From the mailbag: Sciencey!

Dave wrote in about the EggBot:

My daughter wanted to tell you that she loves your creation. The other day she told me that she is more sciencey than girly, and I told her that she could be both. I have attached a picture of her with her first multi color print, Wonder Woman.

Thank you for sharing, and the egg turned out great!

Linkdump: March 2017

Linkdump: February 2017

Evil Mad Scientist Valentines: 2017 Edition

2017 valentines

Today we are releasing our newest set of “Download and Print” cards for Valentine’s day. This is our fifth year, and fifth set of cards: The 2013 set had six equation-heavy cards, the 2014 set was a set of six symbol-heavy cards, and the 2015 set included love, hearts, and arrows. The 2016 set featured Pluto’s cold heart, and the perfect card for your robotic expression of love.

This year’s set features relativity, atomic orbitals, exponential growth, an LC resonator, and an epsilon delta declaration of love.

You put me in an excited state

“You put me in an excited state.”

Roses are red...

Roses are red. Which does suggest that they’re moving away from us, quickly.

Epsilon delta proof

While this sounds much like an “epsilon delta proof,” it lacks the logical rigor that we would normally associate with one. It’s more of a postulate, really.

Limit of sin(1/x)

“You make my heart feel like sin(1/x)….” If your heart isn’t jumping yet, you’ve probably never tried to graph that.

exponential

The original title for this one was “my love for you grows exponentially.” But hey, your valentine is smart (or you wouldn’t be sending these kinds of valentines): Let them do the math.


2016 valentines

You can download the full set here, which includes all 30 designs from all five years (a 1.5 MB PDF document).

As usual, print them out on (or otherwise affix to) card stock, personalize, and [some steps omitted] enjoy the resulting lifelong romance.

Linkdump: January 2017


Linkdump: December 2016

Robert Dering: Batik Egg Artist

Daniel Clifton wrote up a nice article at 101highlandlakes.com about Robert Dering, a retiree who makes batik dyed eggs he gifts to people in his community. The article talks about the process of making them, including using an EggBot.

He started batik egg coloring about 15 years ago after Martha Stewart demonstrated it on her TV show. (Dering said it’s a bit embarrassing to admit he watched the show, but he pointed out he was retired and you never know from where you can learn something new.) The first few were terrible, but he continued, improving with each one.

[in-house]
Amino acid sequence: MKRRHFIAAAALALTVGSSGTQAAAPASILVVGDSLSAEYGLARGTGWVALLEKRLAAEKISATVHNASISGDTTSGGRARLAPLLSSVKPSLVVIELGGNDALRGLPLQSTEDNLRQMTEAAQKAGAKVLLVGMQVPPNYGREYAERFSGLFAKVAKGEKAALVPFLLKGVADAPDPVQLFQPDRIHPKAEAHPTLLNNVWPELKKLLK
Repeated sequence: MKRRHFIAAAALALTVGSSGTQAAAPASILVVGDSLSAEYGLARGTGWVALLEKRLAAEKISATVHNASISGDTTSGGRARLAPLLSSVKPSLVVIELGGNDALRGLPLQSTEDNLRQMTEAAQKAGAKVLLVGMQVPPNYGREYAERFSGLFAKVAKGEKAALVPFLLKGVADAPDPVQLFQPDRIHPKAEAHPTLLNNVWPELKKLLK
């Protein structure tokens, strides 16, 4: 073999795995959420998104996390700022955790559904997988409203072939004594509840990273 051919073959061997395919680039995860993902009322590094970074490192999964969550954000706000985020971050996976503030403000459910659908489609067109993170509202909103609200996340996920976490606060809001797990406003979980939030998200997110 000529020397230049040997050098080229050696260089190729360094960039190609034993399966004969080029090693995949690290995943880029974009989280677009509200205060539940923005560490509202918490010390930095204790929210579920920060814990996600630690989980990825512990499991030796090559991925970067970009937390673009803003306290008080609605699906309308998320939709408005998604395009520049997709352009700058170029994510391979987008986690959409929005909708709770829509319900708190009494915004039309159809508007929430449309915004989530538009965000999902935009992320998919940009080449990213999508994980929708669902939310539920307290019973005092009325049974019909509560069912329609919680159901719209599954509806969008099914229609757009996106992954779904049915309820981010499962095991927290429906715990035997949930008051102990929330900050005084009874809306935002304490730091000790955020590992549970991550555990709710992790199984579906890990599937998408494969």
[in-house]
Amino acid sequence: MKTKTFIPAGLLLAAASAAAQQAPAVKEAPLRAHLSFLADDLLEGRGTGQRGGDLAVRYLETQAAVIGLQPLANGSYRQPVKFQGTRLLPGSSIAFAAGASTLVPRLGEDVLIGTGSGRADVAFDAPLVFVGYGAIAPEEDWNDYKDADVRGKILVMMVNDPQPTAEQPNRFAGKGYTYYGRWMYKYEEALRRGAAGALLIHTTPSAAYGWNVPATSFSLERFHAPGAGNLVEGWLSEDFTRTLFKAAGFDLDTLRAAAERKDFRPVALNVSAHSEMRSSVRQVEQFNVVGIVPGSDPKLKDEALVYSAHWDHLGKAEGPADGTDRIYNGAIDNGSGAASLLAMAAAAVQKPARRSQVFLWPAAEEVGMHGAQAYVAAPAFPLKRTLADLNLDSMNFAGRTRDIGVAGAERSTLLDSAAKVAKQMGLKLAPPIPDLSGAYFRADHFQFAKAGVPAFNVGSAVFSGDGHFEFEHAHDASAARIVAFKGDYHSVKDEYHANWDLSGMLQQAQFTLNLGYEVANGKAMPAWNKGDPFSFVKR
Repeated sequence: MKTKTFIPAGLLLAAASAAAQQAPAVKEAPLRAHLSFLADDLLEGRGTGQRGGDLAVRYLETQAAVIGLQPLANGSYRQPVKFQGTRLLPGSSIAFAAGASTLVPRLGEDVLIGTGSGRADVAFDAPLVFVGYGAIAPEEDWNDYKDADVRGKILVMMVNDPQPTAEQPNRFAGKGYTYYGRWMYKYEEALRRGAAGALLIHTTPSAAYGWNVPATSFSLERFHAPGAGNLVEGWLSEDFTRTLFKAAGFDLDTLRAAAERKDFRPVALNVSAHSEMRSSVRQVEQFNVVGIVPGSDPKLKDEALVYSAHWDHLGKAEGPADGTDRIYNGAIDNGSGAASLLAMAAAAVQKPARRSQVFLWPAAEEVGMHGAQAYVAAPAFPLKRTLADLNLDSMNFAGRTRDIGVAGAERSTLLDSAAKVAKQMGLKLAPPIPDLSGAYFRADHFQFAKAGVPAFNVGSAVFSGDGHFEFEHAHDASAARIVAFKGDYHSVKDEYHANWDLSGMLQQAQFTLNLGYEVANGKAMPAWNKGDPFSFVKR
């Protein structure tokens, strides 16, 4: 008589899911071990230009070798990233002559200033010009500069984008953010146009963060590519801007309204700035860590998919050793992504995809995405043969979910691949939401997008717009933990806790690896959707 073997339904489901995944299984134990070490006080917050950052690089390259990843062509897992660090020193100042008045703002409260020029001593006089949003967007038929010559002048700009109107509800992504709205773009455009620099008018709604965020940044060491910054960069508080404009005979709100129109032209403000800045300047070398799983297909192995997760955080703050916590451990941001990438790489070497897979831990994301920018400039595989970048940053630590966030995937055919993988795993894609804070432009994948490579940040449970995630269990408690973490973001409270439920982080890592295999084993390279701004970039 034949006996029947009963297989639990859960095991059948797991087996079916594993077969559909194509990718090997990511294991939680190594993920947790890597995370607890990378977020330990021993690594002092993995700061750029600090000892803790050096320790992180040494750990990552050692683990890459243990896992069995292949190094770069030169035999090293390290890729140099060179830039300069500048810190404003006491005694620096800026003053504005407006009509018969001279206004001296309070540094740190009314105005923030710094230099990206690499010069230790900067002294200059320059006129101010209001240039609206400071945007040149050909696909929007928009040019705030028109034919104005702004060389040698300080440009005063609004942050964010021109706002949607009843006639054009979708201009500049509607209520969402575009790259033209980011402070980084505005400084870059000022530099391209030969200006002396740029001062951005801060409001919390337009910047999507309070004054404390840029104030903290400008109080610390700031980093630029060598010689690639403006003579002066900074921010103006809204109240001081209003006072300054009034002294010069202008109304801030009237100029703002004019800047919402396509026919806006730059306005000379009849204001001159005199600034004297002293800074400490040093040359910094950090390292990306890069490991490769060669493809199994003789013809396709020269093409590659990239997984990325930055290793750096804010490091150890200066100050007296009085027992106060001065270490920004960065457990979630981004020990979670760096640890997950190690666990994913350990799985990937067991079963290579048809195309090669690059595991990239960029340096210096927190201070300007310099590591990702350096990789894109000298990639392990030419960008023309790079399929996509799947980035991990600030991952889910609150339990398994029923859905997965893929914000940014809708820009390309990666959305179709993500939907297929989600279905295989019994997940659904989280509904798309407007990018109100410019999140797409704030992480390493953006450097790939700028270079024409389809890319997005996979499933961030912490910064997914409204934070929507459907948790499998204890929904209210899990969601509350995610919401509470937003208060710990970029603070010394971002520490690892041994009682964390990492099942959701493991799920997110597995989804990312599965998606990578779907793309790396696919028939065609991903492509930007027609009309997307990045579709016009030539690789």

“I’m still improving,” he said.

For most of those years, he used a small, hand-turned lathe designed for batik egg coloring to pen on a design. It was a bit tedious. But recently, he came across a mechanical device called the EggBot, which does that step for him using a computer program. The program frees up Dering’s creativity. He simply scans a photo or a design into the computer program, which adapts it for the EggBot, which, in turn, draws it on an egg.

There ends the time-saving. Now it’s back to the dying, waxing, and washing.

Holiday Cards with AxiDraw

Pitch Interactive, a data visualization studio, sent out “Happy Holidata” cards made using the AxiDraw.

This year’s card features a snowflake that uses two data points in its generation: how long we’ve known the recipient and the air quality where we’re sending the card. It is unique to the person we sent it to, and no two snowflakes are alike.

After getting some inspiration from dozens of photos of snowflakes, we brainstormed about the different types of symmetry and shapes that would make our design. We then generated the snowflake with a script that draws a certain number of radial spikes based on how long we’ve known the person we were sending them to. Other parameters for the generation rely on random numbers, ensuring that each generated snowflake was completely unique.

They’ve published the code on github, as well as a set of svg files.